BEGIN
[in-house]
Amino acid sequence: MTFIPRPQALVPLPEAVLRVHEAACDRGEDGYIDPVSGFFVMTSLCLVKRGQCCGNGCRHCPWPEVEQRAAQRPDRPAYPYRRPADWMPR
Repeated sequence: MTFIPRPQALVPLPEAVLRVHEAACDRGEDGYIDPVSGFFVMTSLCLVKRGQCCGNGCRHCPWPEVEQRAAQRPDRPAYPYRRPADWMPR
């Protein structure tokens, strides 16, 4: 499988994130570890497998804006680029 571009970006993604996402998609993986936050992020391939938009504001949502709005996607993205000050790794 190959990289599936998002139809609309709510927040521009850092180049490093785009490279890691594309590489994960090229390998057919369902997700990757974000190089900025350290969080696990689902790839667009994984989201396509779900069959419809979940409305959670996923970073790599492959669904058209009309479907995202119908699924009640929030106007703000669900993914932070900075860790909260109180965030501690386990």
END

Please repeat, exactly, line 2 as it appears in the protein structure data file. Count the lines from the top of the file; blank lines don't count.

Amino acid sequence: MTFIPRPQALVPLPEAVLRVHEAACDRGEDGYIDPVSGFFVMTSLCLVKRGQCCGNGCRHCPWPEVEQRAAQRPDRPAYPYRRPADWMPR